as to include something not mentioned by the patentee as a part of his invention it should certainly clearly appear that the improvement was a substantial one, and that it is not found in any prior device. In this case I do not the complainant has made out the charge of infringement, and it follows that the bill should be dismissed. Bill dismissed.
SIMONDS COUNTER MACHINERY CO. V. KNOX
(Circuit COU1·t. D. Massachusett8.
In a third suit on letters patent. which have been assailed as invalid on account of. prior public use, aud have been twice sustained by the courts. the former decision will be followed where no new facts of a controlling character are introduced. . ,
Letters patent No. 147,288, dated February 10, 1874. and granted to Simonds and Emery for improvements in machinery for moulding counters for boots and shoes, claimed a combination ofa divided mould and cams, which moulded the heel-counter by a pressure nearly at right angles to the surface of the leather. Held infringed by a machine made under a patent granted November 6,1888, to G.A. Knox, by which the counter is pressed into shape by pressure nearly at right angles, by a spring· mould which is not divided, but is substantially the same as that of Simonds and Emery.
In Equity. Bill to enjoin infringement of patent. W. A. Macleod, for complainant. Livermore, Fish & RichaTdson, for defendants.
COI.T, J. This suit is brought on letters patent No. 147,288, dated }-"ebruary 10, 1874, granted to Simonds and Emery for improvements in machinery for moulding counters for boots and shoes. The present hearing was upon motion for a preliminary injunction. The patent has been twice passed upon by the circuit court. In the suit of Emery v. Cavanagh, 17 Fed. Rep. 242, 27 Fed. Rep. 511, JUdge SHIPMAN held that the patent was valid. The main ground of attack in that case was public use for more than two years prior to the application for a patent, and the court, upon examination of' the evidence, found that the prior use of the machine was experimental. Subsequently suit was brought in this circuit by the present complainant against Lewis B. Russell, raising the same issues as in the Cavanagh Case, and Judge LOWEI.I., after hearing the arguments of counsel, and upon consideration of the case, granted an injunction nisi. In the present case, and for the third time, it is sought to invalidate this patent on the same ground of prior public use. The question raised under this issue is one of fact, and consequently the evidence is conflicting; and, where the circuit court has twice found for the patentees on this issue, the court should hesitate to reverse such fin,ding, unless upon new evidence of a decisive and con-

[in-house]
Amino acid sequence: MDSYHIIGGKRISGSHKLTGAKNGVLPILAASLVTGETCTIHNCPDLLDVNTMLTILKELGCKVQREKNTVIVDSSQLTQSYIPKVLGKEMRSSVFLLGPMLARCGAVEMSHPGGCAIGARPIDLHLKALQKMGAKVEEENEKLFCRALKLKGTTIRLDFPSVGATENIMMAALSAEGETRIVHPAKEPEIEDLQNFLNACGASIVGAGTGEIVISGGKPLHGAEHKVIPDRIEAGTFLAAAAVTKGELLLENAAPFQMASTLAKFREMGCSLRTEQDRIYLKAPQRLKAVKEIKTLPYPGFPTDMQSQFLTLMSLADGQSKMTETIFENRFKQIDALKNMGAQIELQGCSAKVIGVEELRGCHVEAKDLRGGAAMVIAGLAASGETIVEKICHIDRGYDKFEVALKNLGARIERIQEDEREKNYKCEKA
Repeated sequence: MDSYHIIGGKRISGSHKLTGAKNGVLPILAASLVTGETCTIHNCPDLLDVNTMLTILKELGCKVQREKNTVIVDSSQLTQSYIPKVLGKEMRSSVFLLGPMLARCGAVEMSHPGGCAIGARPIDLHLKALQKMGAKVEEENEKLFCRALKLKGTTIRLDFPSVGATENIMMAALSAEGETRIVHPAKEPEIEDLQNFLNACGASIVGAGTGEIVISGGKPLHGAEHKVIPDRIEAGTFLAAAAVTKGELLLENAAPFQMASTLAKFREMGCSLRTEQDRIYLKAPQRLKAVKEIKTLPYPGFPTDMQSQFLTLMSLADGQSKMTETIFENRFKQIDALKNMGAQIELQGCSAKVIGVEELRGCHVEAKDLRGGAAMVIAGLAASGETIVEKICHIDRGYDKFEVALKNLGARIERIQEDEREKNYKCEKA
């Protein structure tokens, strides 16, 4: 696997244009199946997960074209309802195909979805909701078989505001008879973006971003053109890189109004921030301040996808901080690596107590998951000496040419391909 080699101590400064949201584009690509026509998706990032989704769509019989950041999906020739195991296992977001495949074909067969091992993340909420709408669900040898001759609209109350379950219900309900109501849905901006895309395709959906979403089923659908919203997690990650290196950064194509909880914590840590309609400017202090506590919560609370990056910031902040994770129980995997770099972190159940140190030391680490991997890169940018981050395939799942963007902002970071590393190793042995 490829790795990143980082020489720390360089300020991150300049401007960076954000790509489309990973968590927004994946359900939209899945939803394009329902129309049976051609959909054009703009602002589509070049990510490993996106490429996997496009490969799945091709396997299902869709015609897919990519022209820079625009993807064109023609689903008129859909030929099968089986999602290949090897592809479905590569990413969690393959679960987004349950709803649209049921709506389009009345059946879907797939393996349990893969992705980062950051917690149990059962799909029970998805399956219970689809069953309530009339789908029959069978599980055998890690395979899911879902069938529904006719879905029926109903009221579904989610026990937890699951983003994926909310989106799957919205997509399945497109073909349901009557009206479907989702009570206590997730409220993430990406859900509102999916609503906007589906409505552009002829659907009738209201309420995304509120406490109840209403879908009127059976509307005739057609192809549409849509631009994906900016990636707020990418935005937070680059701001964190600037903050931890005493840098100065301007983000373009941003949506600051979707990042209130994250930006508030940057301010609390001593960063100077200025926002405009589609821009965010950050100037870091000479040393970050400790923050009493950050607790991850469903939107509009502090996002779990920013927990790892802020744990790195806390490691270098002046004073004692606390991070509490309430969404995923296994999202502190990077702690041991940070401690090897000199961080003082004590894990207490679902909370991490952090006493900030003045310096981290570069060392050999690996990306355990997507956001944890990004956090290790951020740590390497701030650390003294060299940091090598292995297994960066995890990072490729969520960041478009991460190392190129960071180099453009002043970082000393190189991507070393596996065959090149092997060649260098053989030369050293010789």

SIMONDS COUNTER· MACHINERY CO. tl. KNOX.